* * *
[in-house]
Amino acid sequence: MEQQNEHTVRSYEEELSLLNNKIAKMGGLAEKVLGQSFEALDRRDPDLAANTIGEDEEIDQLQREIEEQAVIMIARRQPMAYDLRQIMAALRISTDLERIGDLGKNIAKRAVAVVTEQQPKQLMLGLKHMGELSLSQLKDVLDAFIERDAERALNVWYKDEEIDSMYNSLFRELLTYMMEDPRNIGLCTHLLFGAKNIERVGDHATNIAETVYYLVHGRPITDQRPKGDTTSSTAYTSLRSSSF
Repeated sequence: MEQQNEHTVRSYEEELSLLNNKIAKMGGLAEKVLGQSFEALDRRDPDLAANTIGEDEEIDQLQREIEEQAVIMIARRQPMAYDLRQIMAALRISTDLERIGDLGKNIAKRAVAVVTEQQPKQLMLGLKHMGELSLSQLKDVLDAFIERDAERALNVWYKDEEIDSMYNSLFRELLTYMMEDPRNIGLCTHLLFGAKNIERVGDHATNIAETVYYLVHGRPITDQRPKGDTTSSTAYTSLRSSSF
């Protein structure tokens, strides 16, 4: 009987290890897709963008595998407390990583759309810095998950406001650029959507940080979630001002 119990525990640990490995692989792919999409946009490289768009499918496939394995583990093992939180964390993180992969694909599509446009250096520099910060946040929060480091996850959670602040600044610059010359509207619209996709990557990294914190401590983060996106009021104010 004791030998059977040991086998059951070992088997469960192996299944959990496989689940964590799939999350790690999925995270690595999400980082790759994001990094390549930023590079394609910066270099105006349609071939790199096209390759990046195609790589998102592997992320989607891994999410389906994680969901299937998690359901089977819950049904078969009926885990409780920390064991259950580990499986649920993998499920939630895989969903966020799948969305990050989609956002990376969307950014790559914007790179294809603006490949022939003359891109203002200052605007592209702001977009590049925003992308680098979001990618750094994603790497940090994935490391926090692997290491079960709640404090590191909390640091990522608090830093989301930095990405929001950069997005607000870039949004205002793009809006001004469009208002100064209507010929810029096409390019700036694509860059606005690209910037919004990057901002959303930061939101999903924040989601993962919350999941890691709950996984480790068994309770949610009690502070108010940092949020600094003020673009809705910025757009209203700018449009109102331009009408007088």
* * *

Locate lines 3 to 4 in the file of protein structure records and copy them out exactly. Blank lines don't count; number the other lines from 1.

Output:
Repeated sequence: MEQQNEHTVRSYEEELSLLNNKIAKMGGLAEKVLGQSFEALDRRDPDLAANTIGEDEEIDQLQREIEEQAVIMIARRQPMAYDLRQIMAALRISTDLERIGDLGKNIAKRAVAVVTEQQPKQLMLGLKHMGELSLSQLKDVLDAFIERDAERALNVWYKDEEIDSMYNSLFRELLTYMMEDPRNIGLCTHLLFGAKNIERVGDHATNIAETVYYLVHGRPITDQRPKGDTTSSTAYTSLRSSSF
């Protein structure tokens, strides 16, 4: 009987290890897709963008595998407390990583759309810095998950406001650029959507940080979630001002 119990525990640990490995692989792919999409946009490289768009499918496939394995583990093992939180964390993180992969694909599509446009250096520099910060946040929060480091996850959670602040600044610059010359509207619209996709990557990294914190401590983060996106009021104010 004791030998059977040991086998059951070992088997469960192996299944959990496989689940964590799939999350790690999925995270690595999400980082790759994001990094390549930023590079394609910066270099105006349609071939790199096209390759990046195609790589998102592997992320989607891994999410389906994680969901299937998690359901089977819950049904078969009926885990409780920390064991259950580990499986649920993998499920939630895989969903966020799948969305990050989609956002990376969307950014790559914007790179294809603006490949022939003359891109203002200052605007592209702001977009590049925003992308680098979001990618750094994603790497940090994935490391926090692997290491079960709640404090590191909390640091990522608090830093989301930095990405929001950069997005607000870039949004205002793009809006001004469009208002100064209507010929810029096409390019700036694509860059606005690209910037919004990057901002959303930061939101999903924040989601993962919350999941890691709950996984480790068994309770949610009690502070108010940092949020600094003020673009809705910025757009209203700018449009109102331009009408007088």